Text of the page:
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Posted March 28 2005 - 09:46 AM

I don't have a RPTV, just a 4:3 36" tube.

Could anyone point to a link that gives detailed instructions and pictures on how to adjust my problem?
Other owners of this popular television, who aren't technicians, must have had the same problem as I did and fixed it without having to pay someone $300 to do it. ...or am I alone here?
-Mickael--

#9 of 14 Lev-S

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Posted March 28 2005 - 11:39 AM

Owning a 27" CRT presently, I'm personally waiting until I can afford a nice big set before contracting an ISF calibrator. Until then, I'll cope with the mediocrity of my "stock" tube!
My DVDs

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Skinner: How ironic.

#10 of 14 Michael TLV

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Posted March 28 2005 - 12:46 PM

Greetings

Your problem sounds like a repair issue at best and a design flaw at worst.

ISF calibrators are not TV repairmen ... many mistakenly confuse the two.

While a repairman can become an ISF guy, an ISF guy cannot repair TV's and that is not their function.

(You will note that I said that an ISF of a set like yours is $225 ... and $225 is never rounded up to $300.) A calibrator isn't the right person to tackle your issue.

Regards
Michael @ The Laser Video Experience
THX Video Systems Instructor/ISF Instructor
Lion A/V Consultants Network - TLVEXP.com


#11 of 14 Allan Jayne

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Posted March 30 2005 - 05:12 AM

Calibration is not meant to hide defects such as a dark hazy 2 inch wide vertical bar.

You may have some interference issues causing that bar. Unplug everything, absolutely everything, from the back of the TV. Next connect one thing at a time and see when the bar comes back (if it ever disappeared).

There are too many steps in calibration to summarize in a forum thread reply here. If you go through the instructions for your AVIA disk, you should at least come close to what a professional TV calibrator can achieve.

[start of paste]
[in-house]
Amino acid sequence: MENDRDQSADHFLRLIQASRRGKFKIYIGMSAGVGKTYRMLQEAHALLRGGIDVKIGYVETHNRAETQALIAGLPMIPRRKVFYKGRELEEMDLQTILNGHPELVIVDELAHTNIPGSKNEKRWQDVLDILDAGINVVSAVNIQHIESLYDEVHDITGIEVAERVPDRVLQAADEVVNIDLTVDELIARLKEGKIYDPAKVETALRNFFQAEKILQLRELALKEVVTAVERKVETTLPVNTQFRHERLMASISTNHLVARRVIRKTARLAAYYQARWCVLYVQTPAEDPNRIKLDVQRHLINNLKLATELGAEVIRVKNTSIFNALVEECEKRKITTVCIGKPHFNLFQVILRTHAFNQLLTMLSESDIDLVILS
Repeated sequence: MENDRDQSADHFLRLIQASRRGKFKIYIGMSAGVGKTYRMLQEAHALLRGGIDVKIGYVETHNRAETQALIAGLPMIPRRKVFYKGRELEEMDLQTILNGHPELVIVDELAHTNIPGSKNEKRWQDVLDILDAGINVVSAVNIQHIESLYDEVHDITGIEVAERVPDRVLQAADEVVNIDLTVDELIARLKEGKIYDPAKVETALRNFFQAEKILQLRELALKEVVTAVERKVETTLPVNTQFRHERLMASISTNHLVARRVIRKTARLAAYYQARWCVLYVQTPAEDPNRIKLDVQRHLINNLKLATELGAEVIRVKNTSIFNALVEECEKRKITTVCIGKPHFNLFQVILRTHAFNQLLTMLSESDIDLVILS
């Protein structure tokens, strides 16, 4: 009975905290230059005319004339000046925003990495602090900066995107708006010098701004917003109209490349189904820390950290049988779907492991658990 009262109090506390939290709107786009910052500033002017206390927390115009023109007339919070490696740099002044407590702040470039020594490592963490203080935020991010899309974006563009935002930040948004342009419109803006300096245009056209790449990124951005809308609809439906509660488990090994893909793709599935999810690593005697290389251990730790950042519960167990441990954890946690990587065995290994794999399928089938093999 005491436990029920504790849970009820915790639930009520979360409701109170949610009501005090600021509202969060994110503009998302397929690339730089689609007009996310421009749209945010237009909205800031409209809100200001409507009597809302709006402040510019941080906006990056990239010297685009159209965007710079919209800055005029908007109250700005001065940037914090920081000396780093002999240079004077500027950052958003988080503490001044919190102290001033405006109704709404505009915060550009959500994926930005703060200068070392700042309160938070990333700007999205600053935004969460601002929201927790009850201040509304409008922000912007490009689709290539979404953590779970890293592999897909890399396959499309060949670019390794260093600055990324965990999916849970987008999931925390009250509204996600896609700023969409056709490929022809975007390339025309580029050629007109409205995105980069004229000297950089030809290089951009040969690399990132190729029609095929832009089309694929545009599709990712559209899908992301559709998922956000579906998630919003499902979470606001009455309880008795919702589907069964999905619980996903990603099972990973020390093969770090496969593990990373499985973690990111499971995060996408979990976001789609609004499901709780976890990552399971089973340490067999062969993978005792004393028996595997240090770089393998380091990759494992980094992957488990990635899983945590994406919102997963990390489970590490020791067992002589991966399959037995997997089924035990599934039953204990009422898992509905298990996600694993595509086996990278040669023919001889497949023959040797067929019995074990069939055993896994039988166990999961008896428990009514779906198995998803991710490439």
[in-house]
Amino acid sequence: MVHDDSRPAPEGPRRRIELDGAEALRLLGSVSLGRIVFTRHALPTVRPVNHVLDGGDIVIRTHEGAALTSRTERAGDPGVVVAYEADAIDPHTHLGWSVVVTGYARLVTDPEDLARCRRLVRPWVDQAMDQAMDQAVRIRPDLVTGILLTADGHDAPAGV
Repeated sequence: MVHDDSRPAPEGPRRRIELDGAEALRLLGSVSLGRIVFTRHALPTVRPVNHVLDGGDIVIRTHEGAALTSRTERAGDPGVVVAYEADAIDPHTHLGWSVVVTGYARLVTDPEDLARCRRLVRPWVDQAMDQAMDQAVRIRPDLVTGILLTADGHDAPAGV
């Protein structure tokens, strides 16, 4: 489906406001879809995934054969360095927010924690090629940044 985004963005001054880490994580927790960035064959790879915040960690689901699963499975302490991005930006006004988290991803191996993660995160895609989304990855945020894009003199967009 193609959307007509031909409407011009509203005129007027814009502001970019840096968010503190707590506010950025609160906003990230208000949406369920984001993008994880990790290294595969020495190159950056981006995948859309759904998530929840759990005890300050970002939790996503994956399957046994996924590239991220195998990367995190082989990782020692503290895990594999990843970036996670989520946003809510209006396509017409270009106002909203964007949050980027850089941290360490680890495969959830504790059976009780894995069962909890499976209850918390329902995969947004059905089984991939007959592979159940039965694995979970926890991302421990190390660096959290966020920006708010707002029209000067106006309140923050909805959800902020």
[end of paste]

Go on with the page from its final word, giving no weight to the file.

Many consumer grade CRT TV sets require compromises. It is possible for "black" to be something different when the overall scene is bright compared with the overall scene's being dark. It is common for the amount of overscan to be more when the scene is quite light.

Video hints;
http://members.aol.c...ynejr/video.htm
.

#12 of 14 Mike JM

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Posted March 30 2005 - 07:04 PM

I imagine it's just a design flaw that I'll have to live with. Man, it's the little things that drive me crazy. It does sound like an interference problem, I agree. However, it's had this bar, only noticeable during dark scenes, since I got it. And regardless of what input I'm using (cable,DVD,video game)or how I'm running the signal to the tv (component,RCA,coxial,S-Video)it's all the same.
-Mickael--

#13 of 14 Gabriela Mendez

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Posted March 31 2005 - 06:43 AM

I have a 36" (34" in the US?) Philips CRT HDTV(480p, 1080i). I am experiencing the same problem you've mentioned on the left side of the screen, but it's only present in 480p and it's even more noticeable @ 1080i. We've tried it with xbox games @ 1080i and zenith dvb 318 @ 1080i and it's there. A bit annoying. I believe this is a factory defect in the tube, at least that was the assesment of a Tweeter manager in San Diego. Mine was bought at a costco in mexico. It's still under warranty, but it's hard to explain this to people @ philips and costco since there's not much HDTV going on in Mexico other than Mexico city. I know I need to take back the tv for repairs, but the tv weighs a ton (exageration), and we would be out of a tv for a while... Any ideas?

#14 of 14 Mike JM

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Posted March 31 2005 - 10:44 AM

Gabriela,
I feel your pain. I have dealt with tv repair techs before and they don't want anything to do with it. They don't determine things like that to be something that they can or would even try fixing. ....right after I bought the tv, I complained about it and sure enough they found nothing wrong with it.
-Mickael--